PTM&W Surface Coats FAQs
- How do you properly mix surface coats?
- What is the correct thickness?
- How should surface coats be applied?
- Can epoxy surface coats be sprayed?
- Should surface coats be applied in one or two coats?
- What causes soft spots in surface coats?
- What causes “fish-eyes”?
- Why are surface coats sometimes rubbery?
- How do you get rid of porosity in surface coats?
- What causes blisters in high-temperature surface coats?
- What causes cracking in high-temperature surface coats?
- What causes surface coats to separate from the laminate?
- Why do external corners of a tool easily chip?
- Why does a surface coat change color when exposed to high temperatures?
- What causes “print-through” and “mark-off”?
How do you properly mix surface coats?
Proper mixing of surface coats is critical because soft spots or uncured material in a tool face can require rework or scrapping of the tool. Refer to FAQ “General Information” for proper weighing methods.
When mixing surface coats, always “double-cup”. This simply means to weigh the resin and hardener into one container and thoroughly mix by scraping the sides and bottom of the container. Transfer the mixed material into a second container and remix in the same manner. This procedure eliminates the possibility of applying unmixed material.
Never mix in only one container, as there is a good chance that either the resin or hardener will cling to the sides, bottom or corners of the container and not be properly blended. Also, never scrape the sides of the container when transferring the material to the working surface.
What is the correct thickness?
For low-temperature applications, surface coat thickness is not critical. It should be applied just thick enough to get the job done. If the tool surface needs to be high-wear, or requires sanding to control finish or contour, then apply a thicker coating. Thicknesses greater than 0.080-inches are not usually recommended.
High-temperature surface coats should always be kept as thin as possible. The reason is there are large differentials in coefficients of thermal expansion (CTE) between surface coats and laminates. As the tool heats and cools a surface coat will expand and contract at a much greater rate than a laminate. A thick surface coat will build up more stress than a thin coat, which results in cracking.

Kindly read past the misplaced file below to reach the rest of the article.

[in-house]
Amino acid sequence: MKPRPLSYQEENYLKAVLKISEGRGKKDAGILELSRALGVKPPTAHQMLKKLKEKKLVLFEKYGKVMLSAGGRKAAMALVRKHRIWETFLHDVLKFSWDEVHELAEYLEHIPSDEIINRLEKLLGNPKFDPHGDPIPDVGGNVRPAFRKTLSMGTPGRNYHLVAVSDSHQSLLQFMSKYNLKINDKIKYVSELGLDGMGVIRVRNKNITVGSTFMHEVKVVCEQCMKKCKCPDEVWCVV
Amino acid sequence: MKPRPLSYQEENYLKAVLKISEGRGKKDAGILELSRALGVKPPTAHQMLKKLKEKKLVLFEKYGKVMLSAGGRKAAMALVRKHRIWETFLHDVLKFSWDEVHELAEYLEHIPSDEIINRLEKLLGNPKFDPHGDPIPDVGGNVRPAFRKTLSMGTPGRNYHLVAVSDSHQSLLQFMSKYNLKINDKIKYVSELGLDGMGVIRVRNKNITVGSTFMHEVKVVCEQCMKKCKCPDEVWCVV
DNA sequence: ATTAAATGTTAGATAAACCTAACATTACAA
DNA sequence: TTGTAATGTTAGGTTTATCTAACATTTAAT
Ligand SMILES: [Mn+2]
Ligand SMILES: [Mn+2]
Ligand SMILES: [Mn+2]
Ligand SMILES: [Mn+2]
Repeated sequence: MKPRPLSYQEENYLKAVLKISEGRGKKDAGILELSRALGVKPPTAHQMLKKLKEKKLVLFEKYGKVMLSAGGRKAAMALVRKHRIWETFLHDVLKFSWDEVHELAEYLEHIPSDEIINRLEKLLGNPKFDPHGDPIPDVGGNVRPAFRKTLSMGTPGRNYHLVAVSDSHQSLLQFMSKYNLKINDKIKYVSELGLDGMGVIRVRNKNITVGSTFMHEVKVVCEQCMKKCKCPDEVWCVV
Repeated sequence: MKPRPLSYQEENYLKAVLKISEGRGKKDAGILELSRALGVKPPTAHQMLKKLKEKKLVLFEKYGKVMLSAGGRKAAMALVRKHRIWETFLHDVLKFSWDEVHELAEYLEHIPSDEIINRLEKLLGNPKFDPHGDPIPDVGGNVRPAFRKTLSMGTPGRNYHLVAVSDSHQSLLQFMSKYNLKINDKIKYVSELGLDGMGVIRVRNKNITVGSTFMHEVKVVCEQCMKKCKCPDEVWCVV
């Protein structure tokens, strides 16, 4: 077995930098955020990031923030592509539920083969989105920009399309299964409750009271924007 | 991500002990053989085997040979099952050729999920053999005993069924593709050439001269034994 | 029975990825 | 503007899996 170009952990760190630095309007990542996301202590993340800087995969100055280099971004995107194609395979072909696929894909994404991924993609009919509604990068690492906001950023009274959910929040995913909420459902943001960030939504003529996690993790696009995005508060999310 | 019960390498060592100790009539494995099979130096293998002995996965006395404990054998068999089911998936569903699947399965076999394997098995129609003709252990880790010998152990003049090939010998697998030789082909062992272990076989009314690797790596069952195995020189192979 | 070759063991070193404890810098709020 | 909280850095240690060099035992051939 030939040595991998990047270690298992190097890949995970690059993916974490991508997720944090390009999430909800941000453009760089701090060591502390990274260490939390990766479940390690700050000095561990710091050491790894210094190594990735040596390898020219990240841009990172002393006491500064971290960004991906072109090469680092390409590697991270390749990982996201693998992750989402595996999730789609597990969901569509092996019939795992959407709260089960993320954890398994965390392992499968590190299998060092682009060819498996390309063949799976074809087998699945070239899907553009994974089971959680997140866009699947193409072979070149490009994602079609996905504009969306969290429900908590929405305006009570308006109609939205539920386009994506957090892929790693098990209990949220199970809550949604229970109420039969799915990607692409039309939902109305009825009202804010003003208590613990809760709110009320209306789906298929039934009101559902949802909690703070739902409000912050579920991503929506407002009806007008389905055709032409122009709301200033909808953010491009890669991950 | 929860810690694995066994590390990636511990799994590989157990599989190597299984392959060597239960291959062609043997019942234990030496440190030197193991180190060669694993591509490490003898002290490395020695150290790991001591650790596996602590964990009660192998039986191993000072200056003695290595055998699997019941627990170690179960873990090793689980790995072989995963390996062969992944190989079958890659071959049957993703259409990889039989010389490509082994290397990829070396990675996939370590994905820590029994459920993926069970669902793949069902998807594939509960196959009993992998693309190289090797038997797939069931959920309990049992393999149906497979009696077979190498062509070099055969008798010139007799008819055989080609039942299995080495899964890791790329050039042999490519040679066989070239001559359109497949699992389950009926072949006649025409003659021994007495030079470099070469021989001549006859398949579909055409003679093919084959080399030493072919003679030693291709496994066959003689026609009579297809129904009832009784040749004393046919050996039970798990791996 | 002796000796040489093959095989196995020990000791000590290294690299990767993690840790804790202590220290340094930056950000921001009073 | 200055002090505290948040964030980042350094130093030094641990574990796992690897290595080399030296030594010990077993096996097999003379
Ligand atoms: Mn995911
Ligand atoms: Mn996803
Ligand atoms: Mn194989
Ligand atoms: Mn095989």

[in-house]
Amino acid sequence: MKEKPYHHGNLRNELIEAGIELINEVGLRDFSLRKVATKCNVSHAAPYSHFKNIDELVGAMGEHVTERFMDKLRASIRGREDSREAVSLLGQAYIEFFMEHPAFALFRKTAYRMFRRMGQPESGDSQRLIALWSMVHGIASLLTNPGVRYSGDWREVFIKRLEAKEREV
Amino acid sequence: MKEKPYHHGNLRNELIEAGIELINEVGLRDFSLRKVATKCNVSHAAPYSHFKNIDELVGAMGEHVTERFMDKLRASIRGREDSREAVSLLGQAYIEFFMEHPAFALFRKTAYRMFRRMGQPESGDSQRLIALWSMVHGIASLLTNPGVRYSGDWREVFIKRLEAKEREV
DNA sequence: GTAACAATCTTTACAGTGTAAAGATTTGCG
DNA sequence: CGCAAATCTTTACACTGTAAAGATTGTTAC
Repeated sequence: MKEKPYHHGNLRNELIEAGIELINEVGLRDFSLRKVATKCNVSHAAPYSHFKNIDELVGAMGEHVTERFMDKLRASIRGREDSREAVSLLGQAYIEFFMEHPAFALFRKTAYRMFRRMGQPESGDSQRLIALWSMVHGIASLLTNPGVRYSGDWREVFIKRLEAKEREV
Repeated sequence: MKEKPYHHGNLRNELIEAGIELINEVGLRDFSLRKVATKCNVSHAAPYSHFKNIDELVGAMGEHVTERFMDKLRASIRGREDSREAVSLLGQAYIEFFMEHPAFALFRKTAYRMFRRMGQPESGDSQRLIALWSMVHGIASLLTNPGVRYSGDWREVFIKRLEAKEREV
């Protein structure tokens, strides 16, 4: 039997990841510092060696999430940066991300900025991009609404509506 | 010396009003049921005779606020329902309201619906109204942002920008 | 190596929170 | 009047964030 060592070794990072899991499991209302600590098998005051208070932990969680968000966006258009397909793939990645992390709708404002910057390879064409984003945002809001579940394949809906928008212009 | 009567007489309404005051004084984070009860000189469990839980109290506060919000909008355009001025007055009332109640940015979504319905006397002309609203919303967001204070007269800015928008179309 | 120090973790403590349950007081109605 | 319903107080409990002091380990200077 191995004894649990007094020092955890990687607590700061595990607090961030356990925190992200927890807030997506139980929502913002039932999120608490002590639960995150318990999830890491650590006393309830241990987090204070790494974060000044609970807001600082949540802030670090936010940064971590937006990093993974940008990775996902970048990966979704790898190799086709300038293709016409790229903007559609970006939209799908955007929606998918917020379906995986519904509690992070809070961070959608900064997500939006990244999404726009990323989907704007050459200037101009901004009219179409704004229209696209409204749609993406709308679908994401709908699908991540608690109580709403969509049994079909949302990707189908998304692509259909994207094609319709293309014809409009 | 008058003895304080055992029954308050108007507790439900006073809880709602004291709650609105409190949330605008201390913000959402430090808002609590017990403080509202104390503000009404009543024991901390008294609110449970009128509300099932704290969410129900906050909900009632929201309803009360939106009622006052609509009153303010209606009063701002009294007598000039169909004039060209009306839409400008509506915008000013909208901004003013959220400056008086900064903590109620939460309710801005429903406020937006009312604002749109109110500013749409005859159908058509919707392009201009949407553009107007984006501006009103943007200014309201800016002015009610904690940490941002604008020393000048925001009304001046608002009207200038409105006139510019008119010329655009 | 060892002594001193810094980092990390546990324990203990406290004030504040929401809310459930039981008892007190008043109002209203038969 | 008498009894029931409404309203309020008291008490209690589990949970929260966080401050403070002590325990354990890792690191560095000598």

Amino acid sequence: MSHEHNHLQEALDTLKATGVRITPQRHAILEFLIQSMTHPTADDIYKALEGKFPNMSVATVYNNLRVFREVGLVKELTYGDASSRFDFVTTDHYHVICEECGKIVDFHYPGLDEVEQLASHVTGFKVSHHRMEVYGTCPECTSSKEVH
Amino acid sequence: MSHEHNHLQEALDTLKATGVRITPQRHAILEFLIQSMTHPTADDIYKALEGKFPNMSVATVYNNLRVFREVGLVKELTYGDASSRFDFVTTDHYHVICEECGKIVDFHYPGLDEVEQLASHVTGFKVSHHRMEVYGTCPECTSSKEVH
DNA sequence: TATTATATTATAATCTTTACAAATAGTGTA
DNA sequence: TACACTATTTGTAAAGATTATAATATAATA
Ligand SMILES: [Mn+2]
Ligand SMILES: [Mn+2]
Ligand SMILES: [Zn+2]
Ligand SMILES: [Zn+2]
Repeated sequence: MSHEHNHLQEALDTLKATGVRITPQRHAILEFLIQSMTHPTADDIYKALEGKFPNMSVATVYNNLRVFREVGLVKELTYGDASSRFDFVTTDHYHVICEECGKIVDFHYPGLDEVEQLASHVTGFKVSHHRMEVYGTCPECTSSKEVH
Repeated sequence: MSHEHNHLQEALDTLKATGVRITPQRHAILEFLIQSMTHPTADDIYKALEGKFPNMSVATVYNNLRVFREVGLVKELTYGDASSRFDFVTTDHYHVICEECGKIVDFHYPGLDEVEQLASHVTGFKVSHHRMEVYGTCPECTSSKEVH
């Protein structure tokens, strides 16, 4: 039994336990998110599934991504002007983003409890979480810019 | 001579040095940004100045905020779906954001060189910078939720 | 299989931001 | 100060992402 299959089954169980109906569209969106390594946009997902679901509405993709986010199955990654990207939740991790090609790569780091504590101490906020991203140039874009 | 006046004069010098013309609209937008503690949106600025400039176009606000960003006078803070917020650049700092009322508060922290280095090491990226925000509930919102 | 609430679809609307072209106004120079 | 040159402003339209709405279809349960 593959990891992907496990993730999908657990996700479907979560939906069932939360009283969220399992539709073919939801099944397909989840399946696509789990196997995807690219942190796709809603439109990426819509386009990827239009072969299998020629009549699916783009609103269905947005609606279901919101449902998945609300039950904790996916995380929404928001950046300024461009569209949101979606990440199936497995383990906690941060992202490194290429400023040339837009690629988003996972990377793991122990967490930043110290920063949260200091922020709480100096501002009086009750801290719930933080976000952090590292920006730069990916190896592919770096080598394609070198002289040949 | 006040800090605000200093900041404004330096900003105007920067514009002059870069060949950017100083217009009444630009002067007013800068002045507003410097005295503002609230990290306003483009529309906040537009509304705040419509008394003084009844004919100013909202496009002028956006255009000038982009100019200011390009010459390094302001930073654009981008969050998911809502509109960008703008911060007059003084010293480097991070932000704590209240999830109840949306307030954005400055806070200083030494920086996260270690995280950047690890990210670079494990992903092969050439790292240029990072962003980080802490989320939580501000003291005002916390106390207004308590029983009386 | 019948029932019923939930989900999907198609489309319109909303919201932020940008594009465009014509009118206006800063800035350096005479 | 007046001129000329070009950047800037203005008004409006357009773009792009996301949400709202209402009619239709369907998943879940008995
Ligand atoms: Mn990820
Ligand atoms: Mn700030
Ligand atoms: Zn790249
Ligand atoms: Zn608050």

Ideally, a high-temperature surface coat will have cloth worked into the back surface. This is not usually practical because any scribing or sanding will expose the cloth and compromise vacuum integrity. Thicknesses in the 0.015-0.030 inch range work well for high-temperature applications.
Be aware of allowing surface coats to drain off of vertical surfaces and mass on inside corners of the pattern. These areas can build up quite thick, which become the external corners of the tools. These are the areas that are most prone to cracking and chipping.
How should surface coats be applied?
Epoxy surface coats are best applied by brushing or spreading with a rubber squeegee. For paste surface coats, use a short-bristle brush, like the PTM&W Tooling Brush, or cut the bristles of a normal brush to ¾ - 1 inch long. For softer, lower-viscosity surface coats, regular length bristles are adequate. Brushing is the best method when the pattern has a lot of contour or detail.
Spreading surface coat with a squeegee is the preferred method when large, low contour, smooth surfaces are to be covered. Use a paint thickness gauge to control application thickness.
Can epoxy surface coats be sprayed?
Unlike polyester gel coats, epoxy surface coats are generally not sprayed. Epoxies are usually thicker and have higher surface tension, which makes spraying difficult. When spraying is attempted, epoxies tend to “fish-eye” and not leave a smooth solid surface.